Convincing local governments to invest in nature can often be a hard sell. With a finite amount of resources and growing demands, prioritizing nature in cities can be difficult. One strategy for obtaining funding or buy in for your urban nature project is to conduct an assessment of its potential health impacts. Human health benefits of nature can often be a compelling argument when local governments, businesses, and organizations are burdened with rising healthcare costs.

What tools are available to help determine the health impacts of urban nature projects? One tool that cities may find useful is the Health Impact Assessment process.

The Process

Health Impact Assessments (HIAs) grew out of Environmental Impact Assessments (EIAs). Rather than being mandated or measuring the impact on the environment, HIAs are voluntary and measure the impact of programs, policies, or projects on human health. HIAs are a broad tool that can be used to show the negative health impacts of a project, but often are undertaken to show the positive impacts. The HIA Process includes six steps, including

  • Screening: Will an HIA be needed and useful?
  • Scoping: What is the plan for the HIA? What are the potential health risks and benefits? Who will be affected?
  • Assessment: What is the baseline of health in your community? What are the potential impacts of the decision?
  • Recommendations:  What are some practical solutions that can be implemented within the limitations of the project, policy, or program being assessed?
  • Reporting: Whom should the results be disseminated to? Who are the affected communities and other stakeholders that should be aware of the findings?
  • Monitoring and Evaluation:  How should project, policy, or program be evaluated to measure the health impacts and process?

The process is flexible and fluid. Many of the steps overlap with other parts of the process.  In addition to the six steps, there are various types of HIAs that you can use, including desktop, rapid, intermediate, and comprehensive.

The desktop HIA is the shortest assessment and typically only takes a few weeks to complete. Due to the short amount of time, it is nearly impossible to engage the community. The rapid HIA is slightly more thorough and provides more detail. An intermediate HIA may combine some community engagement and then uses the desktop HIA process. A comprehensive HIA is rarely undertaken due to the amount of time required to fully conduct a comprehensive HIA.

Case Study

BeltLine, Atlanta

The Beltline in Atlanta, Georgia, U.S.A. is a trails, park, and transit project that reuses a loop of abandoned rail line near the city center (HIA Guide).  The Beltline adds additional greenspace and parks to the Atlanta area. This project affects over 6,500 acres of the city (HIA Guide).

The team used the Atlanta Development Authority’s BeltLine Redevelopment Plan as the foundation for the HIA (HIA Guide).  Current health status of the affected communities was determined by various indicators, including cancer, diabetes, homicide, HIV, etc (HIA Guide).  The team then looked into they key issues for the BeltLine and ways that that it could affect public health (HIA Guide).  The HIA team used a variety of resources including newspapers, surveys, professional knowledge, and a survey.

Not surprisingly, the BeltLine was determined to have a positive affect on the health of residents through increasing physical activity, access to green space, greater transit use, and social equity (HIA Guide). The HIA team recommended accelerating the project, including a health professional on board, and ensuring that affordable housing is included.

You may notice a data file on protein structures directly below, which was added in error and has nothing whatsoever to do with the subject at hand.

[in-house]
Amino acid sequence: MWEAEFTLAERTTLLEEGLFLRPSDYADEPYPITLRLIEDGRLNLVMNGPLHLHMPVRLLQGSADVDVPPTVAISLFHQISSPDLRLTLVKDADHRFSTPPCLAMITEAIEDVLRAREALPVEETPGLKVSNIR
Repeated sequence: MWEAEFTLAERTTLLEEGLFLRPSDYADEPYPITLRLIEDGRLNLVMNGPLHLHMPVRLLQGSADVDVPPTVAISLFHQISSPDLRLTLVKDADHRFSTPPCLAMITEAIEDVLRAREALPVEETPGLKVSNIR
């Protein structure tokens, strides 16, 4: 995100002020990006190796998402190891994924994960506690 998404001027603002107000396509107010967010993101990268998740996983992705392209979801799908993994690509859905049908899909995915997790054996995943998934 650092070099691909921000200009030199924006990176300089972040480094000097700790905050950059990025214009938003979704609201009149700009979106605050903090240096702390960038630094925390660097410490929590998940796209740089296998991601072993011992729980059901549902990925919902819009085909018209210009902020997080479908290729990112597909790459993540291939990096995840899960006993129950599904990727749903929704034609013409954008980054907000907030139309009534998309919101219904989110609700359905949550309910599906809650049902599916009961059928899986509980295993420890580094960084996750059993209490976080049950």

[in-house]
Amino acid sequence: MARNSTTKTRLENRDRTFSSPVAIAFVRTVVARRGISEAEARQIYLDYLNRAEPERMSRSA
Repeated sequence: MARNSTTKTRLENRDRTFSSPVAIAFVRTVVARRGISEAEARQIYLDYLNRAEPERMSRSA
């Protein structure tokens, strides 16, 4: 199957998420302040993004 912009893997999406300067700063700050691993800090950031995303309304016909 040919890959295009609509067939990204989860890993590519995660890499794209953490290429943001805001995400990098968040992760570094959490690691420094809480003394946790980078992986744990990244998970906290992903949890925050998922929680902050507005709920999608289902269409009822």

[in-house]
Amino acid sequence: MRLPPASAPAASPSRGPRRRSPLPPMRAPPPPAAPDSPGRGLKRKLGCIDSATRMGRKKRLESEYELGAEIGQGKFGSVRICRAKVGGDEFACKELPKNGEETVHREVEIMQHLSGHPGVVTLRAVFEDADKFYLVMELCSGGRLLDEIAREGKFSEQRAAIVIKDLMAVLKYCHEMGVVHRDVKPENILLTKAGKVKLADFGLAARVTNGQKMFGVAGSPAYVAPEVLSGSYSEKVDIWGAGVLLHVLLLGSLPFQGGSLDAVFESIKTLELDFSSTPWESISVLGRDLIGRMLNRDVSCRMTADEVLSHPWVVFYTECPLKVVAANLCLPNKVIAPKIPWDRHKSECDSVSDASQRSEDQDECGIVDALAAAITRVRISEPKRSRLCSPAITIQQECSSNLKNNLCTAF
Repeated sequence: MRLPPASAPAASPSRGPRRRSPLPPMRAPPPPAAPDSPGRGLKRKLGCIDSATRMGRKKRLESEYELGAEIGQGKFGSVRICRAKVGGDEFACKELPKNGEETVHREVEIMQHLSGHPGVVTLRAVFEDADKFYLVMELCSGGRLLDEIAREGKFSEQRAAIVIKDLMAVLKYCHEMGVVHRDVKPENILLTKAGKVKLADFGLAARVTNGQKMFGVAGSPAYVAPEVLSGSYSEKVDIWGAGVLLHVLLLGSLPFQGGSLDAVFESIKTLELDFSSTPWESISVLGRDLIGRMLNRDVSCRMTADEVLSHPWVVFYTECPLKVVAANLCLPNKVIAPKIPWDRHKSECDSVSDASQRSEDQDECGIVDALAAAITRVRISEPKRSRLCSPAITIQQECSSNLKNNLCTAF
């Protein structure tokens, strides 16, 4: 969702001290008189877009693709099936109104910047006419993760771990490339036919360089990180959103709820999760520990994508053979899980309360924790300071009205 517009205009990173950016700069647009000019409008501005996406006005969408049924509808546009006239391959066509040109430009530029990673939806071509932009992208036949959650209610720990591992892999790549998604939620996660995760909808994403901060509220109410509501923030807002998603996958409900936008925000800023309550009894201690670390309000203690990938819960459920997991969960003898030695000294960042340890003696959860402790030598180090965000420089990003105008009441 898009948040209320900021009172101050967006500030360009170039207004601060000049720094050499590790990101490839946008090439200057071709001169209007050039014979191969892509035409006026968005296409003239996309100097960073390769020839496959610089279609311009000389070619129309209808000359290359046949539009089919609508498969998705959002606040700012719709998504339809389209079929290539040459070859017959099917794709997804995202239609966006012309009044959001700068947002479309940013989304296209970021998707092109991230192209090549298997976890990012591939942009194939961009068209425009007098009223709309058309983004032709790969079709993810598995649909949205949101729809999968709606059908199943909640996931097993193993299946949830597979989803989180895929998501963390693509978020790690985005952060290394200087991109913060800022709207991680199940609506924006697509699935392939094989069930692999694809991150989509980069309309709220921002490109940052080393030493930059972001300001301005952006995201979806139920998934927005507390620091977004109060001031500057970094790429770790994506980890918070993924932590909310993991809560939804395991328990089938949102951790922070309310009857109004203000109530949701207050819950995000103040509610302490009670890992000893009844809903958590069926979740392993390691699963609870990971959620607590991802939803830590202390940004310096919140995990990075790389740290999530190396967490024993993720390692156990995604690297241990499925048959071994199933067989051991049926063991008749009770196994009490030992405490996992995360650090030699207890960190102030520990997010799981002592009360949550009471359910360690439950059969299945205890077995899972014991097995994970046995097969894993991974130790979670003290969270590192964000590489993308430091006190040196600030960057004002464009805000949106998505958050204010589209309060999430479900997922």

The HIA conducted on the Atlanta BeltLine is a good example of how an HIA can be applied to green space projects.

Tools

There are many tools that can be used to help cities across the world complete HIAs on prospective urban nature projects.

Health Impact Assessment of greenspace: A Guide

A guide that has been created to assist those interested in conducting HIAs of greenspace. It has been produced by greenspace scotland and partners. It gives case studies and advice on conducting an HIA on this particular topic. See attached.

DesignforHealth.net

The Design for Health website is a collaborative resource created by Ann Forsyth and Joanne Richardson and includes numerous resources on successful conducting HIAS. It includes examples and ready-to-use checklists. More tools available at http://designforhealth.net/hia/.

World Health Organization (WHO)

The WHO has several resources on their website for HIAs that have been completed worldwide and resources for helping new practitioners get started.  For more resources, please see http://www.who.int/hia/en/.

Health Impact Project

The Health Impact Project is a great resource for easily understanding the HIA process and seeing successful case studies in the U.S.A. In addition, they offer trainings for organizations on HIA.

Overview

Health Impact Assessments are a great tool for measuring the health impacts of urban nature projects. While a wealth of case studies is not available, there are several tools for helping cities get started with HIA. HIAs can be resource intensive, but there is funding available for initiating HIA projects. Engaging in the Health Impact Assessment process can help those who may not believe in the inherent benefits of nature, but are interested in improving public health. There are many pervasive public health issues that can be addressed through increasing access to nature, so there could not be a better time to incorporate nature into cities across the world.

References:

HIA Guide. (n.d.). Atlanta Beltline. HIA Guide. Retrieved March 3, 2014, from http://www.hiaguide.org/hia/atlanta-beltline

 By Carla Jones